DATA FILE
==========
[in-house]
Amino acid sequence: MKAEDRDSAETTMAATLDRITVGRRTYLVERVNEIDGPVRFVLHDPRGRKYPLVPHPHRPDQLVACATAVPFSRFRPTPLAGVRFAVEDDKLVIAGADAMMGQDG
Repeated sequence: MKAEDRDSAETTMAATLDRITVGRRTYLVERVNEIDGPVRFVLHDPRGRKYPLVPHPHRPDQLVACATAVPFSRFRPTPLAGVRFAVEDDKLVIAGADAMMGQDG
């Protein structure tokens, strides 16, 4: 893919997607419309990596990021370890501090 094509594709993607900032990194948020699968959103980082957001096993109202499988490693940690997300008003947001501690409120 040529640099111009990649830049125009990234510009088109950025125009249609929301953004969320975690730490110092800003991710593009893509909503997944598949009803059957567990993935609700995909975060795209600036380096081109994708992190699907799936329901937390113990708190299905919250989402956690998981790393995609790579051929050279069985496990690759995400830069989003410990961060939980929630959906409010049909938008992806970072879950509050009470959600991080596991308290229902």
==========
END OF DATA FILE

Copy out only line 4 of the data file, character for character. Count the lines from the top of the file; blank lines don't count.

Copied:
């Protein structure tokens, strides 16, 4: 893919997607419309990596990021370890501090 094509594709993607900032990194948020699968959103980082957001096993109202499988490693940690997300008003947001501690409120 040529640099111009990649830049125009990234510009088109950025125009249609929301953004969320975690730490110092800003991710593009893509909503997944598949009803059957567990993935609700995909975060795209600036380096081109994708992190699907799936329901937390113990708190299905919250989402956690998981790393995609790579051929050279069985496990690759995400830069989003410990961060939980929630959906409010049909938008992806970072879950509050009470959600991080596991308290229902």